CMG Hidden Gems: Chapter 23 – Effects Roundup

We’re going through our book Creating Motion Graphics with After Effects 5th Edition (CMG5) and pulling out a few “hidden gems” from each chapter. These will include essential advice for new users, plus timesaving tips that experienced users may not be aware of.

One of the strengths of After Effects is that it can be expanded through plug-ins. After Effects itself ships with over 200 effect plug-ins from Adobe and third parties including Cycore, Digieffects, Synthetic Aperture, and The Foundry; numerous third-party plug-ins are also available for purchase. We’ll assume you know how to apply an effect to a layer using either the Effect menu or the Effects & Presets panel. If you need instructions, please consult Help > After Effects Help.

The Bonus Chapters folder on the DVD-ROM that comes with CMG5 contains a large PDF file (65 pages) plus an After Effects project that goes over many of our favorite effect groups by categories, and tells you how we might use them. Below are just a few of our favorites:

Turbulent Displace

Effect > Distort > Turbulent Displace is one of our favorite effects: It provides an easy way to distort a layer such as text in a cool, liquid fashion. The secret is to animate the Evolution parameter. To make your distortion loop seamlessly, twirl open Evolution Options, enable Cycle Evolution, and set Cycle to the number of revolutions of Evolution you want to make a complete loop. Try different settings for Displacement, Size, Amount, and Complexity.

Distort >Turbulent Displace creates fluid, easy-to-animate, loopable distortions of the layer it is applied to. The left image is the original; the image at right is after applying Turbulent Displace.

Distressing Edges

Effect > Stylize > Roughen Edges (demonstrated at right) is another one of our favorites: It can take the outline of a layer or alpha channel and chew it up with a number of different patterns. You have extensive control over the size and detail of the decay introduced; some options also have a secondary color that adds a selective tint around the edges. For a softer edge, try adding a little Fast Blur before Roughen Edges.

The Photocopy options under Edge Type leave the edges intact but hollow out the insides of your shapes. Less obvious is the ability to animate these edges via the Evolution parameter. To make your animation loop, twirl down the Evolution Options in the Effect Controls panel, enable Cycle Evolution, and set Cycle to the number of Rotations in the Evolution parameter you wish to add up to one loop.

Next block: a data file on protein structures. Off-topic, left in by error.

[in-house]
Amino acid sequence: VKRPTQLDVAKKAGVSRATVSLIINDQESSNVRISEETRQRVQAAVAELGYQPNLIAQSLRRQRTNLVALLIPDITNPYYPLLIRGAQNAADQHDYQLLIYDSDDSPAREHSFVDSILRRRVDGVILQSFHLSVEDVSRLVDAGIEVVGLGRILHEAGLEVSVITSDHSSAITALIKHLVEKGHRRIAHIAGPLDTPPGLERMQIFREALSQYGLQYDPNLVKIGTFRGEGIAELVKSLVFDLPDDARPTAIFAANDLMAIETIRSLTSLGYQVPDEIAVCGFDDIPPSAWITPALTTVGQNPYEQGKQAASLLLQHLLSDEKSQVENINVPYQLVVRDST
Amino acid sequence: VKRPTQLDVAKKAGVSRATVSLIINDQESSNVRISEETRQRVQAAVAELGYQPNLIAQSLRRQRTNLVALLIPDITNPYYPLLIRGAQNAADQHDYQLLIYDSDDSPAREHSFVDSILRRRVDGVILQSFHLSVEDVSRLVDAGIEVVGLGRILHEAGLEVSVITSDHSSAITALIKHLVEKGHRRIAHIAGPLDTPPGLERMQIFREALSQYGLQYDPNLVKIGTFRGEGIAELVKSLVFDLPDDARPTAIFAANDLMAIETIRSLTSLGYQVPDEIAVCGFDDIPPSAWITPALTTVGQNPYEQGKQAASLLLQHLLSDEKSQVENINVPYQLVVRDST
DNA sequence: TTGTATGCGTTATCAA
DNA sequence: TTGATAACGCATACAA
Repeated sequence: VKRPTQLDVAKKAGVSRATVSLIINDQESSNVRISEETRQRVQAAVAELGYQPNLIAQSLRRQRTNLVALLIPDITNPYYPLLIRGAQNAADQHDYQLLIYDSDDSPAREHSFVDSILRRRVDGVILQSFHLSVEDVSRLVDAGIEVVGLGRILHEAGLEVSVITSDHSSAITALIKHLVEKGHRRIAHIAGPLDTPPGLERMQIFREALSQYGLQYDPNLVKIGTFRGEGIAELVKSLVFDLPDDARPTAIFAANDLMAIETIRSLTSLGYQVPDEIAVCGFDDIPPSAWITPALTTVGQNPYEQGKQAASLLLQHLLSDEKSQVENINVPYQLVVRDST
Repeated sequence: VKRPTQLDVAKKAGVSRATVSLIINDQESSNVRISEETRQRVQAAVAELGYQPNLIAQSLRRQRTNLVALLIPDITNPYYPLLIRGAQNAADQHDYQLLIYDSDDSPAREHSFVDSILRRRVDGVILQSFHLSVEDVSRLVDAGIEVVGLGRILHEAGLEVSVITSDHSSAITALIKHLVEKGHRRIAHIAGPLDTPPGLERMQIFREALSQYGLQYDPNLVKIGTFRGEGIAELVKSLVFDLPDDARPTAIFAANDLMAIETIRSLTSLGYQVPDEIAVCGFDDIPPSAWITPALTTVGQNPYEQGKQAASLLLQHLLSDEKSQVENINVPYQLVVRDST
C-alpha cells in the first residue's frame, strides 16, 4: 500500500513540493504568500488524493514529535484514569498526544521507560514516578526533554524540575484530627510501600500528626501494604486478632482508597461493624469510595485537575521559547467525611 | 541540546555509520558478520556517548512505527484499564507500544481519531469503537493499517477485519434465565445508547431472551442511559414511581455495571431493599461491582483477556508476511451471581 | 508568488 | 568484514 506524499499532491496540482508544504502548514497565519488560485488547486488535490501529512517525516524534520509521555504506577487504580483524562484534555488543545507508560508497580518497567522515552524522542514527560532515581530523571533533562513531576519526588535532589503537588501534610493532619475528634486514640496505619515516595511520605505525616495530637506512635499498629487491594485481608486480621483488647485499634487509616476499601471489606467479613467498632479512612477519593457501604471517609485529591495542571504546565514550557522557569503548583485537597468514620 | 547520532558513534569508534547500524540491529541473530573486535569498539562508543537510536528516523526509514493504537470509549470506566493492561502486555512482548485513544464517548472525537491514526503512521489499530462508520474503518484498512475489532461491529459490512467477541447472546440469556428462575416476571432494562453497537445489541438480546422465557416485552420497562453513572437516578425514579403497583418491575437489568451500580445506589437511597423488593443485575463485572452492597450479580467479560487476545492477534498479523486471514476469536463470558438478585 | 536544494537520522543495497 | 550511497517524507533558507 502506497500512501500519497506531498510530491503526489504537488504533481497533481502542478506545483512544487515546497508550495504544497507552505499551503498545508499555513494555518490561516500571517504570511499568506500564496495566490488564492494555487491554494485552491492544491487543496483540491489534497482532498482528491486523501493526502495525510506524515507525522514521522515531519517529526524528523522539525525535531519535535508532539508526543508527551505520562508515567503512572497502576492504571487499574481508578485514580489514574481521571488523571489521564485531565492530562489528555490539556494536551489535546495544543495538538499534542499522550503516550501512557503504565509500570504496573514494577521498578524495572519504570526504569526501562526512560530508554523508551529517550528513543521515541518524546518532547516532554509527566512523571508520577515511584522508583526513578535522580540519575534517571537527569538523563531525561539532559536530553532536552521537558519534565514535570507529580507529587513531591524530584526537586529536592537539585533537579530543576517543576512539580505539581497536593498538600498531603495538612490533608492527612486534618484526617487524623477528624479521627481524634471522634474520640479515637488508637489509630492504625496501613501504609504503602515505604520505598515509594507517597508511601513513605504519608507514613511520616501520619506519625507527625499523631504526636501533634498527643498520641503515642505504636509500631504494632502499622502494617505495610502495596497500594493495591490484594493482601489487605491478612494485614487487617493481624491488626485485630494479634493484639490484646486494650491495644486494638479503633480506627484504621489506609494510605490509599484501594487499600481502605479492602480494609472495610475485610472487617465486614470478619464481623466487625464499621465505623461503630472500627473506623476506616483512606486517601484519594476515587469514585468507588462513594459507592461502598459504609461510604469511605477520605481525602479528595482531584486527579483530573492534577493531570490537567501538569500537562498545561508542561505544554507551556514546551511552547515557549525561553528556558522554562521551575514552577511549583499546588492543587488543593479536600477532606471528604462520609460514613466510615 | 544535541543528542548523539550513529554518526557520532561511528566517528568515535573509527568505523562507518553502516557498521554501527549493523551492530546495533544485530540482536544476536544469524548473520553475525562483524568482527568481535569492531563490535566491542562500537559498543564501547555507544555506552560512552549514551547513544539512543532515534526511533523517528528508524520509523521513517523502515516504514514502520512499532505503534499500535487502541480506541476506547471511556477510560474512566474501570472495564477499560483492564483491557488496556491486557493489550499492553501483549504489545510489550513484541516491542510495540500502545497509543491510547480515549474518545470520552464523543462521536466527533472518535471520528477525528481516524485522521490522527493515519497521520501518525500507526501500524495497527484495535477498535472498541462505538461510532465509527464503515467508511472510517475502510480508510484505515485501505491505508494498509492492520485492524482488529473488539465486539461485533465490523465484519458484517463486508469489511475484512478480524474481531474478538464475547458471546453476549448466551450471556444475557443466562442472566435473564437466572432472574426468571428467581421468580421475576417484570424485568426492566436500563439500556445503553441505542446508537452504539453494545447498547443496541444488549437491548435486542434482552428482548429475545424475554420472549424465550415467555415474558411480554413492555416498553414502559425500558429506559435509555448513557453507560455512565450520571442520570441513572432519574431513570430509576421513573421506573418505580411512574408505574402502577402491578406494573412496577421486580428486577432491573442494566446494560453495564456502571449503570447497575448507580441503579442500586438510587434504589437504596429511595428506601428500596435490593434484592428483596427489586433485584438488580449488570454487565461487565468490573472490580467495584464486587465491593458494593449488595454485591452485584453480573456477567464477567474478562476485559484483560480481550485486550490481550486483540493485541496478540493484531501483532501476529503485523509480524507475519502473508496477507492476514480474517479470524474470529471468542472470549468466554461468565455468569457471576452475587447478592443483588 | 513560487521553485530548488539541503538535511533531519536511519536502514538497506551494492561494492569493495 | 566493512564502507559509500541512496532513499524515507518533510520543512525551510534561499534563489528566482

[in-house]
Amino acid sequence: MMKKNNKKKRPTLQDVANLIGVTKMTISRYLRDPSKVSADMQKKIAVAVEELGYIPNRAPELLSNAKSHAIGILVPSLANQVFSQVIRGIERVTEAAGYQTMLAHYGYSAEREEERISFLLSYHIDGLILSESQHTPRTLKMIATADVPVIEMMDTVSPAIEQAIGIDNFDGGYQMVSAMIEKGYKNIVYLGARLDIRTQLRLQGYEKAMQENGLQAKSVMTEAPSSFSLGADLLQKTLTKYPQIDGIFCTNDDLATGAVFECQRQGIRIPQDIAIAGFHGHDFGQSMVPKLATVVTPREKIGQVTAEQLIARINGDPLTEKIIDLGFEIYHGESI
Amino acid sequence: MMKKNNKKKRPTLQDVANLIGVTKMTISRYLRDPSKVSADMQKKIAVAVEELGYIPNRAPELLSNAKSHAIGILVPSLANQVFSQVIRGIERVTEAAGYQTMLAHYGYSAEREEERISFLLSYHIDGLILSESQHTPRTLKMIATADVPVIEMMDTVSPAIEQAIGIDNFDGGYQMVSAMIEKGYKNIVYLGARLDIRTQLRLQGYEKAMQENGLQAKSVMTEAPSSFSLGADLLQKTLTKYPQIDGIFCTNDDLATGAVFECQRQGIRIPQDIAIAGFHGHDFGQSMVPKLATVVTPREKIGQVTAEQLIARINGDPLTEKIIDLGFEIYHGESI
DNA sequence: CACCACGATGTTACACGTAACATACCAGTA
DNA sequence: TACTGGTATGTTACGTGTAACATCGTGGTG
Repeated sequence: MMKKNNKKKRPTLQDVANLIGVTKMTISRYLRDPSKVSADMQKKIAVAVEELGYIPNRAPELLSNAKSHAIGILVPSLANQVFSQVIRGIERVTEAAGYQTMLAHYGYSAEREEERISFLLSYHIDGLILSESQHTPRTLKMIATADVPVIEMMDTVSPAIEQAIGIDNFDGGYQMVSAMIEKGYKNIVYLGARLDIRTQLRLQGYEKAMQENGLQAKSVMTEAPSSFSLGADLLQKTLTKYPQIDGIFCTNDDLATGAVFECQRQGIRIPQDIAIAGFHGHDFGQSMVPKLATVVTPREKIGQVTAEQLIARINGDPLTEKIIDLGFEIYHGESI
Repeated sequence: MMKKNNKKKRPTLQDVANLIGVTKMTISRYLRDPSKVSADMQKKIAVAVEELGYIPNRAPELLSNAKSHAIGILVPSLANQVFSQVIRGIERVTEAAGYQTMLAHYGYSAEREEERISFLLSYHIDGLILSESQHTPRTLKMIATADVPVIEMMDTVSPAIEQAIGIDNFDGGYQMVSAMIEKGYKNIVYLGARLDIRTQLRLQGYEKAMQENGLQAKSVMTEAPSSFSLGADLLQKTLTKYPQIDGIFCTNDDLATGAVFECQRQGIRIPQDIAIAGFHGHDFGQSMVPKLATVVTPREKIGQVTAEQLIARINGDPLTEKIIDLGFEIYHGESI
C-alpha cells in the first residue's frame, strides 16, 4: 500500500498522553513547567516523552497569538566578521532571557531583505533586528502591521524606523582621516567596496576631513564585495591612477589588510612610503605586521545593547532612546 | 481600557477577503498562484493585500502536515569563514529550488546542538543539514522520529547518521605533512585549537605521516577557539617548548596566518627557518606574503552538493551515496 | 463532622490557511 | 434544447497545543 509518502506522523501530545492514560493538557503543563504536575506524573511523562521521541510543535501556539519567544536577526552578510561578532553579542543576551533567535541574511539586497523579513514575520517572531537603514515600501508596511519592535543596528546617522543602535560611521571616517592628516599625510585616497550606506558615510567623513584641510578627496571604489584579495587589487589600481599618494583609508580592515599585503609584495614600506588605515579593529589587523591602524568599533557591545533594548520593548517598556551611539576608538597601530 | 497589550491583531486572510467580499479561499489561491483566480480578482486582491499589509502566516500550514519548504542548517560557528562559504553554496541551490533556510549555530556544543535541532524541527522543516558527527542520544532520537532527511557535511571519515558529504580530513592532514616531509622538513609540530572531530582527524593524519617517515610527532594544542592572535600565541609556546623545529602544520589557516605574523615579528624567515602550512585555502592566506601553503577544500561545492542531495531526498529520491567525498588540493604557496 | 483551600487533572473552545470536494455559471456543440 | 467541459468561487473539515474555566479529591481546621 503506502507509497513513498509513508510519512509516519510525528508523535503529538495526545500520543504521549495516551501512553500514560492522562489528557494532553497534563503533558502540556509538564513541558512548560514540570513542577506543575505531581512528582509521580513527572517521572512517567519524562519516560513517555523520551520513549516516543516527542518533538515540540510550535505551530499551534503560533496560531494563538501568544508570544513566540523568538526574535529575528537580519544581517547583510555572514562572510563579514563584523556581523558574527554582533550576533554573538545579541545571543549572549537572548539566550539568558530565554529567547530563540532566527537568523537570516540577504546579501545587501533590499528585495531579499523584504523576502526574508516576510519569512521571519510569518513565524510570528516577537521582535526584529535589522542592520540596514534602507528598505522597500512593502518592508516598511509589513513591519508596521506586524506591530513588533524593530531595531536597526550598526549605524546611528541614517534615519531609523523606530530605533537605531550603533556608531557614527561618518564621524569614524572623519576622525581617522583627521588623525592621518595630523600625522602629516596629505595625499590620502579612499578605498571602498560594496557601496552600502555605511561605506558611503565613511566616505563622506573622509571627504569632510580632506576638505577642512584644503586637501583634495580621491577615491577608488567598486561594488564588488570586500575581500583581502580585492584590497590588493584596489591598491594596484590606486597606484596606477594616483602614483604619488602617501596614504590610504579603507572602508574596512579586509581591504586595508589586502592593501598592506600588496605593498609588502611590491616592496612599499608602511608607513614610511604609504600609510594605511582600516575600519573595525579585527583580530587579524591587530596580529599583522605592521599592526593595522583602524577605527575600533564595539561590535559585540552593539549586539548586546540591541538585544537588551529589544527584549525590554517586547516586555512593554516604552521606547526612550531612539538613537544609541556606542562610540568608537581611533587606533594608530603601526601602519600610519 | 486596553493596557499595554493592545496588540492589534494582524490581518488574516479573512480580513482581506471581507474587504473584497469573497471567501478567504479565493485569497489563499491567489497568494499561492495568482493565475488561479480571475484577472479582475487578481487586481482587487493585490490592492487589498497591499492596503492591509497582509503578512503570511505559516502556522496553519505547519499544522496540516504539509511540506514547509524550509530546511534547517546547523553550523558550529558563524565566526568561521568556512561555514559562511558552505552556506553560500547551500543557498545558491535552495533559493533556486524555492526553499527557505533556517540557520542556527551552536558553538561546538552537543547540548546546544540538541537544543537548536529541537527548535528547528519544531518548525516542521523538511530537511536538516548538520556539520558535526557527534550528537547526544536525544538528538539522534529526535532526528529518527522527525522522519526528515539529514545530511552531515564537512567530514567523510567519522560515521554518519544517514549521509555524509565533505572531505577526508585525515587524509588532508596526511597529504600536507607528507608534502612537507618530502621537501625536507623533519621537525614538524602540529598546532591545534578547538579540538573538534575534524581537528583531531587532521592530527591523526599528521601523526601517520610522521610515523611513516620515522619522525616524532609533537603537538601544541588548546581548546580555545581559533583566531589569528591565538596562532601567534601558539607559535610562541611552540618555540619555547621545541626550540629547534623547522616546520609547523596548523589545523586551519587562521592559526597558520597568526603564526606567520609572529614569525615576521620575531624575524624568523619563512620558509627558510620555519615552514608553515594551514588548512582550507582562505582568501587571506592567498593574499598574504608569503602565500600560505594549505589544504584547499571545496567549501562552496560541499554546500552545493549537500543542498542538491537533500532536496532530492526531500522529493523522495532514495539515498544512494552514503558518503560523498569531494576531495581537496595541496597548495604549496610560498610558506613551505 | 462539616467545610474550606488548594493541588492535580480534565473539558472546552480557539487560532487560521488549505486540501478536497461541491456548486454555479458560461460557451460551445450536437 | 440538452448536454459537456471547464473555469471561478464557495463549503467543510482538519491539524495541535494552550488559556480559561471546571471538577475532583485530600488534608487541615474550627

Roughen Edges isn’t your only choice for distressing edges. Beyond their obvious keying-related applications, the Matte effects have some creative uses, such as “eroding” the edges of text for a grungier feel or providing an unusual way to wipe an object on- or offscreen.

The bottom is normal Courier text; the top shows it eroded with Matte > Simple Choker. The Choke Matte value can be animated to erode the text away to black.

Motion Tile

Effect > Stylize > Motion Tile allows you to change the size (through its Output Width and Height) and scale (using Tile Width and Height) of the layer it is applied to, repeating the original image to fill the layer’s new boundaries. The resulting rows or columns can be offset using Phase, and the result can be animated using Tile Center. Believe it or not, it is the only one of the tiling plug-ins that renders motion blur – hence its name.

Stylize > Motion Tile can take an image (a), scale and tile it, then move the result with motion blur (b).

The other tiling plug-ins included with After Effects include :

  • Distort > Offset: offsets the image inside the layer’s boundaries, akin to the Photoshop effect of the same name;
  • Distort > CC Tiler: tiles an image as needed to fill out the boundaries of the original layer by Scaling down the image;
  • Stylize > CC RepeTile: expands the size of the layer it is applied to then replicates the original image to fill out the new layer boundaries; and
  • Stylize > CC Kaleida: repeats the underlying image with a variety of kaleidoscopic patterns.

Card Wipe